East End Brewery: A Hidden Gem Worth Looking For

The East End Brewery is developing into a full-service brew pub, as well as a growler shop.

The East End Brewery is developing into a full-service brew pub, as well as a growler shop.

Folks looking for East End Brewery for the first time could be forgiven for circling the block a few times looking for the right place. The concrete block building and industrial chain-link fence don’t do much to advertise what’s inside.

On a weekend the car park can be filled with patrons sipping beers while they queue at a food truck, but otherwise just a small sandwich board and sign are the only hint that it’s worth stepping in.

The low-profile entrance to East End Brewery.

The low-profile entrance to East End Brewery.

And it’s worth it indeed. Since starting to serve pints in November last year, East End Brewery has been developing into a warm, friendly brew pub. The interior still has an industrial feel, but it’s made more cozy with wooden tables and bar leaners, decorated with bunches of flowers arranged in beer growlers.

East End is a production brewery and growler shop that has been operating in the neighborhood since 2004, and at the current Julius St. location for three years. All the beer served in the tap room is made just through the double doors to the brewery—doors that are opened up when more space is needed for special events.

Behind the scenes in the brewery, beer stacked in barrels.

Behind the scenes in the brewery, beer stacked in barrels.

The brew pub serves a range of year-round beers and a changing menu of seasonal offerings, with a total of 35 different beers produced throughout the year.

The signature East End beer is the Big Hop—they’ve been making it since the beginning, and it’s currently the only beer sold in cans, as well as by the growler or pint. It’s a golden beer with a hoppy bite, but doesn’t lose sight of the malt. And at 5.8% alcohol, it’s less dangerous to put away than many other IPAs. That was the point, says brewery owner Scott Smith. “It was designed to be a hoppy beer but not something that’s so over the top that you can’t have more than one of them, both in alcohol content and style.”

Even safer to enjoy at lunchtime is Fat Gary Nut Brown Ale, another year-round beer, with an alcohol content of 3.8%. A deep brown color with a smooth, malty heart, it’s still light and very easy to drink.

The seasonal beers on tap reflect, well, the season, so naturally current brews on offer are a hop-lover’s delight. Along with the year-round Big Hop, there’s also the Bigger Hop Double IPA, Green Giant, a West-Coast-ish style IPA with a hefty 7.2% alcohol, and Wheat Hop, a wheat ale with a fresh grassy bite.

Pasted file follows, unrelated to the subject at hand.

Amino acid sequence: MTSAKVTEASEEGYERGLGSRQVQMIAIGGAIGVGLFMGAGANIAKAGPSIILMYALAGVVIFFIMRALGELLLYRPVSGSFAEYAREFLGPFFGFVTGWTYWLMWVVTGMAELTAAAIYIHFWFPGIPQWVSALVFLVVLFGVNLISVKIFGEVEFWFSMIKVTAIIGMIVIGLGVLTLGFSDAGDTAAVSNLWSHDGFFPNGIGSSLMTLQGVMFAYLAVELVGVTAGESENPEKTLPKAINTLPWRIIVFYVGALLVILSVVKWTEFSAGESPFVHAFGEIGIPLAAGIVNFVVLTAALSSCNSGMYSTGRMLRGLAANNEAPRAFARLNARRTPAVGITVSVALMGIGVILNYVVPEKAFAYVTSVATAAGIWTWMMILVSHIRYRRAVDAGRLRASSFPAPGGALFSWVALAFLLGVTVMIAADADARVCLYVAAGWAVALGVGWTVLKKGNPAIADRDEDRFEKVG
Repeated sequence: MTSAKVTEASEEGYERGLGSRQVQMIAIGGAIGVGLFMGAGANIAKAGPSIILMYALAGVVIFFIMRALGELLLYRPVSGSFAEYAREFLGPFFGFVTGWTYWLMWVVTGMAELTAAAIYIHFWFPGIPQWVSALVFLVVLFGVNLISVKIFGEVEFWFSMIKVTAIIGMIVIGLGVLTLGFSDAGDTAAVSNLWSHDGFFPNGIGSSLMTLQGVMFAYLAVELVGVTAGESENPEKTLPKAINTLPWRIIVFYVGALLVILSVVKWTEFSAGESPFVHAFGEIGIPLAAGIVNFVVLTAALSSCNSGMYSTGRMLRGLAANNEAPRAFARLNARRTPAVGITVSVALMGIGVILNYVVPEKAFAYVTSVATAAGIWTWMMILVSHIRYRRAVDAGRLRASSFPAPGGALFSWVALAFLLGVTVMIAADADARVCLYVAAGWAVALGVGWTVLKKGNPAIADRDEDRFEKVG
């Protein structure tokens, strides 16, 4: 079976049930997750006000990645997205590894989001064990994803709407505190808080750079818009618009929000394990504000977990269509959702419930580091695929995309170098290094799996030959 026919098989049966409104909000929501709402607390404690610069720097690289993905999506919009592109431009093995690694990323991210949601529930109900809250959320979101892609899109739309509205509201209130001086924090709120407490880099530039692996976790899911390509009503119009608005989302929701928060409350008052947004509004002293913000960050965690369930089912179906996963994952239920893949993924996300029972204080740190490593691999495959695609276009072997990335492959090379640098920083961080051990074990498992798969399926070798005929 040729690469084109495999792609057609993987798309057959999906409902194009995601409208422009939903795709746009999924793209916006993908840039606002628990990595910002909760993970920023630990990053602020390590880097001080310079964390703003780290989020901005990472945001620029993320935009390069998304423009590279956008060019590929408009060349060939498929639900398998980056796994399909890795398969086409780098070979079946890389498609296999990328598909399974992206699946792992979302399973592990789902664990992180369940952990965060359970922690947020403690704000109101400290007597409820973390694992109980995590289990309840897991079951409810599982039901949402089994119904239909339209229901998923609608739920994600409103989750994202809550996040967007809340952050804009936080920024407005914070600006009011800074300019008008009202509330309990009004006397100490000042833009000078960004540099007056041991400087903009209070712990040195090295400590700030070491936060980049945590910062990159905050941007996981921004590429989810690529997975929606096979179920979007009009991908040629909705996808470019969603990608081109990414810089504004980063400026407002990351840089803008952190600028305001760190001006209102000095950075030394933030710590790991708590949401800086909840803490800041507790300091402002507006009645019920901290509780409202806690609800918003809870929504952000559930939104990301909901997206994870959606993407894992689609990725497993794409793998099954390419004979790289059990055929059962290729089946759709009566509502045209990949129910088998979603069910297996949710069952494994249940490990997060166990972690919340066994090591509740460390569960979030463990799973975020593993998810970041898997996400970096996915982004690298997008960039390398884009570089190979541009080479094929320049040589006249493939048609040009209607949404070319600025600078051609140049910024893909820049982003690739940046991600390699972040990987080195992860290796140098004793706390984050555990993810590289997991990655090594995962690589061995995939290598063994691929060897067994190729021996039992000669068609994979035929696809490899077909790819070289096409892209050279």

Two fresh hop buds garnish a glass of Big Hop Harvest Ale, which is made with wet hops, instead of dried.

Two fresh hop buds garnish a glass of Big Hop Harvest Ale, which is made with wet hops, instead of dried.

Alongside those is the Big Hop Harvest Ale, a unique beer made with wet hops, rather than dried. It can only be brewed on the day of harvest, as the fresh hops start to compost quickly. That means a round trip to the farm in upstate New York to collect the hops, before they start brewing that same day. That’s why Smith calls it the “most ridiculous beer we brew on a regular basis.” But the result is worth it: A deep golden ale with a bright grassy flavor. And while they still have some fresh hop buds on hand, you can toss one or two in the top of your growler or pint glass to really bring out the flavor. 64oz growlers range from $10 to $18, and pints range from $4.50 to $7.

For those who, like me, are not such a big fan of hops, the Cream Ale is a smooth, easy-drinking ale brewed with corn. Smith describes it as a “lawn-mower beer”, perfect for drinking on a summer weekend in the yard.

Food on offer at East End is currently limited to cheese platters, and a rotation of food trucks providing sustenance for hungry patrons on Friday and Saturday nights.

The tap room space is shared with Commonplace Coffee, who roast their beans in a corner of the brew pub, but they will soon be moving the roaster upstairs, opening up more space for food service.

Plans are also in the works for a new entrance, and turning the car park area into a beer garden.

The brewery also has a growler shop in The Strip at the Pittsburgh Public Market, open Wednesday to Sunday.

Owner Scott Smith has been brewing at East End since 2004.

Owner Scott Smith has been brewing at East End since 2004.

Smith says the Julius St. brewery’s low-profile can have its advantages, and regulars feel a little bit like they’re part of a secret club. “To a point that works with alcohol in this country because we all have prohibition in our blood,” he says. “But it’s also nice to put a sign out so people don’t have to drive around the block four times until they’re convinced it’s the right place.”

Until then: Look for the black sandwich board at the car park entrance, and the blue door. They’ll be happy to serve you a pint or two.

East End Brewery
147 Julius St, East End (Larimer)
Open Tuesday-Friday 4-8 p.m., Saturday 12-8 p.m., Sunday 12-5 p.m.

Heather McCracken is a Pittsburgh-based freelance writer.

Photographs by Heather McCracken